The bizarre career of “The Turk,” an ingenious mechanical chess player that defeated Frederick the Great, George III, and Napoleon (whom it caught cheating) and nearly fooled all America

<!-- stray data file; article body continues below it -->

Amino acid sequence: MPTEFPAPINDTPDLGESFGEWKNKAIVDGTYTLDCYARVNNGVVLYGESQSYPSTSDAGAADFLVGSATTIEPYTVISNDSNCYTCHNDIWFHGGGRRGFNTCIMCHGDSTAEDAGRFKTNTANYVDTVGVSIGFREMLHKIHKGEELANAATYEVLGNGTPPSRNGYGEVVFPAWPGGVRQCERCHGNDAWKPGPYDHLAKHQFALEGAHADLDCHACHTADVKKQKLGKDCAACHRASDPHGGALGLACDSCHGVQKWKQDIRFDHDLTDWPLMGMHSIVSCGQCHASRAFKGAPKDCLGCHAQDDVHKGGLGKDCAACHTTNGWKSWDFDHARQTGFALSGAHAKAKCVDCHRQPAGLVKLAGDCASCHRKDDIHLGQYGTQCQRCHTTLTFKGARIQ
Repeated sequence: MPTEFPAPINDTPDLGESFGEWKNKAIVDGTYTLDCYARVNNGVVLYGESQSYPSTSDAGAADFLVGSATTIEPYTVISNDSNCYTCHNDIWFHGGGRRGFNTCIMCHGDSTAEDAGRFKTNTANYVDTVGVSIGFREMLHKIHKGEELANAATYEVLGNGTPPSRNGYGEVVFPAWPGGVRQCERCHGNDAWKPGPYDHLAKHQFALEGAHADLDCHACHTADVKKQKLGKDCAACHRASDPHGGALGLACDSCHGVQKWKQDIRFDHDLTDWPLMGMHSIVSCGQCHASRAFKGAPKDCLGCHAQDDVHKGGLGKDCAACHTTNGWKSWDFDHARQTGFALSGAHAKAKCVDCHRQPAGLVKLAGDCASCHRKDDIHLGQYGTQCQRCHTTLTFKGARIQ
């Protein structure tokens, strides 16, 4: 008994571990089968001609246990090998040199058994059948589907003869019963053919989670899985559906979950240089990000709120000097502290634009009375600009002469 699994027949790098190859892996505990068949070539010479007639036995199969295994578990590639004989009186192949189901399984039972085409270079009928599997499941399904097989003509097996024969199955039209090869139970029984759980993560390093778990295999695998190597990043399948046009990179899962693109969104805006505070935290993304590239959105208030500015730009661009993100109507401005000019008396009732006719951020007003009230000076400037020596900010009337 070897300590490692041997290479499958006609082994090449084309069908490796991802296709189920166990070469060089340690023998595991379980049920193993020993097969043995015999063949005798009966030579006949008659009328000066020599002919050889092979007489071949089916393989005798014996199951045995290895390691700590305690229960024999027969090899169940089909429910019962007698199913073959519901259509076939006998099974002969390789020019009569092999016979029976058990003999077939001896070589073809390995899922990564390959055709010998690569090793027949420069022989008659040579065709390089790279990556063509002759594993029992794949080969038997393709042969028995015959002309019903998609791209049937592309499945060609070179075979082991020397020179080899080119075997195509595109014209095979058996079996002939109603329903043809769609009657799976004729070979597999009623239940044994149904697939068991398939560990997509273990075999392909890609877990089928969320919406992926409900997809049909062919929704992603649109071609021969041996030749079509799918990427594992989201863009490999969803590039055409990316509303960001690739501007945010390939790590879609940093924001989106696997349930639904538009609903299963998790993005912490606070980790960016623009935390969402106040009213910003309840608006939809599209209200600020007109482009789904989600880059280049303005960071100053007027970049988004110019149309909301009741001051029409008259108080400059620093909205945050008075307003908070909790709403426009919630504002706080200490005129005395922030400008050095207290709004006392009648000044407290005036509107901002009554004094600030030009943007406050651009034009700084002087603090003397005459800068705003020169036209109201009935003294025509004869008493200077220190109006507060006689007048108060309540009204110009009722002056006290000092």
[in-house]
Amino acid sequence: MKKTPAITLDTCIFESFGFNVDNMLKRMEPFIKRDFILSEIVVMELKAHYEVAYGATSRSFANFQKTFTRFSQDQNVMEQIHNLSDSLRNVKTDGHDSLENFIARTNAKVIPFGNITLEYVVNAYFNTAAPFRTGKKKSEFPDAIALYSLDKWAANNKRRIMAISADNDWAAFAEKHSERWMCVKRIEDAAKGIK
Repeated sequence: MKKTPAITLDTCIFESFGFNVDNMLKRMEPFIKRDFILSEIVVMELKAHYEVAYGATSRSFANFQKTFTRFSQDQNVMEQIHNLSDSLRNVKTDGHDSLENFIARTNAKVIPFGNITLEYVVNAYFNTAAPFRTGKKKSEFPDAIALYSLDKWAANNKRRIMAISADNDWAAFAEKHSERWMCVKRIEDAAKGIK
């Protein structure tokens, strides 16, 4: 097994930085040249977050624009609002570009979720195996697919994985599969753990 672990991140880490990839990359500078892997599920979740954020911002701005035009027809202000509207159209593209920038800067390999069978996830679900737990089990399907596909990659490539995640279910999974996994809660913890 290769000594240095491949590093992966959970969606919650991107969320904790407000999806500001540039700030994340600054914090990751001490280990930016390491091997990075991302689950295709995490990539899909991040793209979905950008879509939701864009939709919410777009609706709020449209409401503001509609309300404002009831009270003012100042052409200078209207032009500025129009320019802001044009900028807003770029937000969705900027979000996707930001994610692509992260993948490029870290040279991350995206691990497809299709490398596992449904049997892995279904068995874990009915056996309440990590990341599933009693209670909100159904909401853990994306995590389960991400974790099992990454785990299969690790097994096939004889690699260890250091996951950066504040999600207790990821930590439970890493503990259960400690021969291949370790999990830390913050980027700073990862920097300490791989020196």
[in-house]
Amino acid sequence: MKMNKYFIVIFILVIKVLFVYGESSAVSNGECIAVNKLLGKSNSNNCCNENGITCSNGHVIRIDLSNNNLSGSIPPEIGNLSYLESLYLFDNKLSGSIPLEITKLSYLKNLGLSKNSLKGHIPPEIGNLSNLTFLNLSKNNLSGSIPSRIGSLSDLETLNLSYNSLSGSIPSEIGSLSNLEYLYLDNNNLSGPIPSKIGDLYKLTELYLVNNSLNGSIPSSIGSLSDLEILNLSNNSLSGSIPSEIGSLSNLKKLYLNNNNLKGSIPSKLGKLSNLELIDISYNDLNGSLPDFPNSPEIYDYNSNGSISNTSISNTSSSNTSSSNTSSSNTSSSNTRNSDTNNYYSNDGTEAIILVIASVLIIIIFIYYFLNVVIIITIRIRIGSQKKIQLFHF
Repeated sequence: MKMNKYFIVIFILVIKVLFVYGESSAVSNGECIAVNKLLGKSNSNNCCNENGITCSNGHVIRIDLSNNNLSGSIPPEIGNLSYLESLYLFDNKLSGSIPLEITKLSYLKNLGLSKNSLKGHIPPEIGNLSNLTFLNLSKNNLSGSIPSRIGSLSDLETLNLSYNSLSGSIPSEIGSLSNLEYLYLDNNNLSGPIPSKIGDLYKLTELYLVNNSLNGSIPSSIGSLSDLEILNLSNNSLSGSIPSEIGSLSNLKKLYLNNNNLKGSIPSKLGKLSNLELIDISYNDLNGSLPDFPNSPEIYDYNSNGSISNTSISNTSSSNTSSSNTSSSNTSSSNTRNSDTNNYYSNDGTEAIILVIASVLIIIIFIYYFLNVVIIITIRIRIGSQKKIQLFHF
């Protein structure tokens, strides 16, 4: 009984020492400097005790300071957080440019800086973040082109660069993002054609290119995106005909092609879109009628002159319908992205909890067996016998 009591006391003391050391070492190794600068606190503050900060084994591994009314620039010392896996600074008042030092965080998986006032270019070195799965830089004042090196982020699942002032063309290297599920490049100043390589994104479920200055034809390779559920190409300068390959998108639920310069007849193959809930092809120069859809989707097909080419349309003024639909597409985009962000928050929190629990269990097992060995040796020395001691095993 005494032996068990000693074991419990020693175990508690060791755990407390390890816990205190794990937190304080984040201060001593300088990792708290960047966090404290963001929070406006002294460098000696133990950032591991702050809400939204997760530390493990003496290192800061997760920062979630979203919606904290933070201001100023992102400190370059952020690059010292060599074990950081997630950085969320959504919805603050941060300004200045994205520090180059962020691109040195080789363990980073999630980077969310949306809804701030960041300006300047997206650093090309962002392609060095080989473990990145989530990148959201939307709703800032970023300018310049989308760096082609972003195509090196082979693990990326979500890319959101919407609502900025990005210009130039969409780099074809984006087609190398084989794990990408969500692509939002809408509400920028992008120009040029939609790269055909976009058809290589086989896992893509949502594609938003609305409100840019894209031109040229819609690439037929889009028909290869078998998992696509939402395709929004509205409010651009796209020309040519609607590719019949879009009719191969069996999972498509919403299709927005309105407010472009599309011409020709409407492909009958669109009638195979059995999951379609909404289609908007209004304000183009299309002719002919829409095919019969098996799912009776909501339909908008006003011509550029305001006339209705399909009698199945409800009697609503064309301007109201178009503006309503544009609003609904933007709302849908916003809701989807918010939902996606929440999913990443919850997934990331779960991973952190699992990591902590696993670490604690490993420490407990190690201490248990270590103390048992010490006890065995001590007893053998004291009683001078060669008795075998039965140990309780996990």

On April 13, 1826, a strange-looking contrivance was wheeled into the assembly rooms of the brand-new National Hotel at 112 Broadway in New York City. It consisted ol the lifelike wooden figure of a turhancd Turk, seated before a table-high maple chest three and a half feet long by two feet deep. The figure’s right arm rested lightly beside a chessboard eighteen inches square permanently affixed to the top of the chest, and his left hand held a long-stemmed clay pipe.
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